[The inability of government officials to communicate with millions of adivasi (tribal) people has long been a feature of the non-existent relations over the great divide in India. The communication gap is rooted in the officials’ lack of language skills, and in their political disdain for the poor. But growing attention to the powerless majority and their waves of rebellion and revolutionary struggle, has embarassed the government of the self-proclaimed “largest democracy” to announce new plans for communication with their oppressed peoples. What they fail to mention is that Maoists, over several decades, developed the written form of the Gond language and others, thereby enabling literacy campaigns, educational programs, and publications which have become accessible to the people. Now, some government officials, if they follow their directives, will be reading Gondi books published by Maoists, or using Maoist literation systems. It remains to be seen if these officials will make somewhat friendly conversation, or will be only measure these verbal encounters in counter-insurgency terms — by how clearly government and military orders are barked at and understood by the victims of Operation Green Hunt and other attacks on tribal people. — Frontlines ed.]
Speak the same tongue
Suvojit Bagchi, The Hindu, April 25, 2013
Now it is mandatory for IAS and IPS officials posted in Chhattisgarh to learn at least one local tribal language
The Communist Party of India (Maoist) had made local tribal language learning mandatory for its cadres in Chhattisgarh (erstwhile Madhya Pradesh) soon after they arrived from neighbouring Andhra Pradesh in the early Eighties. Hence, in the next decade, all its Bengali, Telugu or Marathi speaking cadres picked up at least two main languages of the Gond tribals in Dandakaranya — Halbi and Gondi.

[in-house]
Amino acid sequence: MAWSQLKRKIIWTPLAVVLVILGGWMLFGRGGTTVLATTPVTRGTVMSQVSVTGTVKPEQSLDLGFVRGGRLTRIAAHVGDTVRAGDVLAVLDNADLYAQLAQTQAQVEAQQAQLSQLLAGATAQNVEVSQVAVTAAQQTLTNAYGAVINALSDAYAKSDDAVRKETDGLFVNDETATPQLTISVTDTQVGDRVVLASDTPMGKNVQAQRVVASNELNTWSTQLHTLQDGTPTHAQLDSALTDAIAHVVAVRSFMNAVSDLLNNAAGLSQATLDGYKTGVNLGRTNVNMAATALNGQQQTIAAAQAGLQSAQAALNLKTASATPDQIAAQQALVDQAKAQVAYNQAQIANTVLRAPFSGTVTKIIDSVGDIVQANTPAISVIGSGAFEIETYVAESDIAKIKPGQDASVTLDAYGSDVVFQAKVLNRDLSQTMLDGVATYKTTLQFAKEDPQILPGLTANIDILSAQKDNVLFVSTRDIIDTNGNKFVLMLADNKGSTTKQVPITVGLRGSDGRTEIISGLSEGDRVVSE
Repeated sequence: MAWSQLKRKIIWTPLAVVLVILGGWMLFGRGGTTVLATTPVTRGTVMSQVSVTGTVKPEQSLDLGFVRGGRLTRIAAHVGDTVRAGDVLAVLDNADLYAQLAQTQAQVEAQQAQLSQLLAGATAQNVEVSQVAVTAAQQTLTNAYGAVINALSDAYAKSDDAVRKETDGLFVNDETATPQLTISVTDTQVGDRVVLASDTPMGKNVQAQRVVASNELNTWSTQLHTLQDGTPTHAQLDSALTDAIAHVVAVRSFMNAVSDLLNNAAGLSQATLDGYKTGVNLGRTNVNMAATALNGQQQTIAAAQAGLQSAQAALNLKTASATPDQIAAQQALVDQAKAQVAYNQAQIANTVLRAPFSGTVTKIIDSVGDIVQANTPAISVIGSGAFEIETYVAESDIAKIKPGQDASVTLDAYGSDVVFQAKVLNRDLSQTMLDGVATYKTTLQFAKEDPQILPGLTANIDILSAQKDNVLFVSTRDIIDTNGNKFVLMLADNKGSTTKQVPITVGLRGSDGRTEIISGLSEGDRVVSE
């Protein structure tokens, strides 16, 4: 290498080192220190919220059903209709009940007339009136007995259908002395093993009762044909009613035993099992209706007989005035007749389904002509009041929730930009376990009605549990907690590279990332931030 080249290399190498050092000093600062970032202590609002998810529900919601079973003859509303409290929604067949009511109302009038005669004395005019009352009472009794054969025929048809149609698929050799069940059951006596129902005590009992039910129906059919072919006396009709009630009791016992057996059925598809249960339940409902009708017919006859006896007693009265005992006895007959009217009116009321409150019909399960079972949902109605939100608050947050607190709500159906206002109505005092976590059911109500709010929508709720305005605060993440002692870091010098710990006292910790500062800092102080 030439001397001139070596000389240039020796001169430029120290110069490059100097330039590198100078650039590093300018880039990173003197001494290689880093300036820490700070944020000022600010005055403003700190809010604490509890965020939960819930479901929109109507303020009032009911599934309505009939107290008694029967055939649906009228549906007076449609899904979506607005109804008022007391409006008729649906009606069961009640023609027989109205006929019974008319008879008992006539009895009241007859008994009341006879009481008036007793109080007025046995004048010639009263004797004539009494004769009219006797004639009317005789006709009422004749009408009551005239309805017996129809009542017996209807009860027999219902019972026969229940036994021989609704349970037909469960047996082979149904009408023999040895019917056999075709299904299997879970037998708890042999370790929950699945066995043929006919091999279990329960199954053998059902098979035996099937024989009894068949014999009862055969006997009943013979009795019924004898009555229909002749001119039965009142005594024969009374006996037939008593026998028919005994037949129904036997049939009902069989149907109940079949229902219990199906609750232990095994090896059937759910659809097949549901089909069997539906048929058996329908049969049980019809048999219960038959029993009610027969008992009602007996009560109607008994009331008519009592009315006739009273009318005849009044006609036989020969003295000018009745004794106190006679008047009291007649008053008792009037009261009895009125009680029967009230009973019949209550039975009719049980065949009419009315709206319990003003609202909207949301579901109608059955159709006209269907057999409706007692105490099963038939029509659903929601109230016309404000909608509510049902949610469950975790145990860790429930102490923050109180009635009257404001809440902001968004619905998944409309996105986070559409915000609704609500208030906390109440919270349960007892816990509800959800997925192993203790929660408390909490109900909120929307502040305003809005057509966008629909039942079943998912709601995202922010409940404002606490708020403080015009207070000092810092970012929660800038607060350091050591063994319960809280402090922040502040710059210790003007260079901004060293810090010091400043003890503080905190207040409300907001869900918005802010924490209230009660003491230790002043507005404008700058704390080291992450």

Thirty years after the CPI (Maoist)’s dictum to learn tribal languages, the government has decided to coach its administrative officers in tribal languages of Chhattisgarh. IAS probationers now will have to learn at least one of the local languages to “communicate more effectively at the grassroots,” Sunil Kumar, Chief Secretary of Chhattisgarh, told The Hindu.
Cultural sensitivity is mandatory to counter the guerrillas militarily or to introduce various welfare programmes in the rebel strongholds, especially if the State officials are ethnically alien to the local people. The fact is, the tribal languages of Chhattisgarh are alien to most of the IAS or IPS officers who would carry the State-sponsored schemes. In this context, the State government has decided to impart training in oral communication skills in all dialects of Chhattisgarh.
According to Mr. Kumar, the State Academy of Administration has already been advised to “strengthen necessary language laboratories with facility to impart” language training. However, it would be limited to oral communication.
“This could be the dialect of the district where the officers would be posted for field training,” said Mr Kumar. A workshop conducted more than a year ago at the Academy initiated the process. “We believe that this exposure would make communicating at the grass roots more effective, thereby equipping the civil servants with better problem solving skills,” he added.